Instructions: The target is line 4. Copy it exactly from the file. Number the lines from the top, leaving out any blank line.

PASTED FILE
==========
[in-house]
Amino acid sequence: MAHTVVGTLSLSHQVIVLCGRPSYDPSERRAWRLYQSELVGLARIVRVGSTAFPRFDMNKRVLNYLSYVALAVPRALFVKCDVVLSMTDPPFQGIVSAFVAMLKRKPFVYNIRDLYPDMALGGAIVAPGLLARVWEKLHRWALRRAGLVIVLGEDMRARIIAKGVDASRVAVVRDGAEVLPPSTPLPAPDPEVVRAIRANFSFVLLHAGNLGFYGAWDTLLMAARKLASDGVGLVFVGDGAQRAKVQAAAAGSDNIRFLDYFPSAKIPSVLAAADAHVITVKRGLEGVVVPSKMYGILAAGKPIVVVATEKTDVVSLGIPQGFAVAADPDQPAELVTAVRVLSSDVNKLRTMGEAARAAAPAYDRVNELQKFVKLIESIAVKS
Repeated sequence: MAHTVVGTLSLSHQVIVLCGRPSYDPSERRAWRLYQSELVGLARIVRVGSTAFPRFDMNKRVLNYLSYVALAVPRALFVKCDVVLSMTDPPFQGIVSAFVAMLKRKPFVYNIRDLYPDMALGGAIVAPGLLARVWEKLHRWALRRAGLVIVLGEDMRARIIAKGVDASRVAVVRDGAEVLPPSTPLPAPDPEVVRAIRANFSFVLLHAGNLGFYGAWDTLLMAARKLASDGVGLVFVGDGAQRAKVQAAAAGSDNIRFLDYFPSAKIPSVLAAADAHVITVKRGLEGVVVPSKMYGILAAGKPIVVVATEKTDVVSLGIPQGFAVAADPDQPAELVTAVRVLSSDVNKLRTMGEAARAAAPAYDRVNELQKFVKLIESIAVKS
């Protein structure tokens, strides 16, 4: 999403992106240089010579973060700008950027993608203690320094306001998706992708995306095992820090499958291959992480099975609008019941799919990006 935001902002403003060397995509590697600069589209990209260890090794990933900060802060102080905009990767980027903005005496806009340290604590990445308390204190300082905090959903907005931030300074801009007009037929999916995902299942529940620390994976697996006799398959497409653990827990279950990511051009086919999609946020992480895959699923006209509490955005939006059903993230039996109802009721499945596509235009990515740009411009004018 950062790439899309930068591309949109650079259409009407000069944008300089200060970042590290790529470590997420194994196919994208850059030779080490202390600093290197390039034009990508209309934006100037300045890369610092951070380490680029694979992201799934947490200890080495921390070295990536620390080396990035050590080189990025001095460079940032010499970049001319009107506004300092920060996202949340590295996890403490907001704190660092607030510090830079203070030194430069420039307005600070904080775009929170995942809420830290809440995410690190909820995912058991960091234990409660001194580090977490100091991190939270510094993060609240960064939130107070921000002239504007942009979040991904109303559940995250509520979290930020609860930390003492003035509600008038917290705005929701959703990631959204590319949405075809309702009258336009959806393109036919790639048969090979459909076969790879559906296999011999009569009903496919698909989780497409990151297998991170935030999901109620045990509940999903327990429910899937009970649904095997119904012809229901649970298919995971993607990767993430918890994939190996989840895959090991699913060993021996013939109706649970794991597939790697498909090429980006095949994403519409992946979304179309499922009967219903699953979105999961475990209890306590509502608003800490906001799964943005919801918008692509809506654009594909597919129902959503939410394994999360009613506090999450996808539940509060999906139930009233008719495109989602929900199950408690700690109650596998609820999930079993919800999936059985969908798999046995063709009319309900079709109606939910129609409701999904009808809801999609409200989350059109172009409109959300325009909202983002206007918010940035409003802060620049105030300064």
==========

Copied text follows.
């Protein structure tokens, strides 16, 4: 999403992106240089010579973060700008950027993608203690320094306001998706992708995306095992820090499958291959992480099975609008019941799919990006 935001902002403003060397995509590697600069589209990209260890090794990933900060802060102080905009990767980027903005005496806009340290604590990445308390204190300082905090959903907005931030300074801009007009037929999916995902299942529940620390994976697996006799398959497409653990827990279950990511051009086919999609946020992480895959699923006209509490955005939006059903993230039996109802009721499945596509235009990515740009411009004018 950062790439899309930068591309949109650079259409009407000069944008300089200060970042590290790529470590997420194994196919994208850059030779080490202390600093290197390039034009990508209309934006100037300045890369610092951070380490680029694979992201799934947490200890080495921390070295990536620390080396990035050590080189990025001095460079940032010499970049001319009107506004300092920060996202949340590295996890403490907001704190660092607030510090830079203070030194430069420039307005600070904080775009929170995942809420830290809440995410690190909820995912058991960091234990409660001194580090977490100091991190939270510094993060609240960064939130107070921000002239504007942009979040991904109303559940995250509520979290930020609860930390003492003035509600008038917290705005929701959703990631959204590319949405075809309702009258336009959806393109036919790639048969090979459909076969790879559906296999011999009569009903496919698909989780497409990151297998991170935030999901109620045990509940999903327990429910899937009970649904095997119904012809229901649970298919995971993607990767993430918890994939190996989840895959090991699913060993021996013939109706649970794991597939790697498909090429980006095949994403519409992946979304179309499922009967219903699953979105999961475990209890306590509502608003800490906001799964943005919801918008692509809506654009594909597919129902959503939410394994999360009613506090999450996808539940509060999906139930009233008719495109989602929900199950408690700690109650596998609820999930079993919800999936059985969908798999046995063709009319309900079709109606939910129609409701999904009808809801999609409200989350059109172009409109959300325009909202983002206007918010940035409003802060620049105030300064």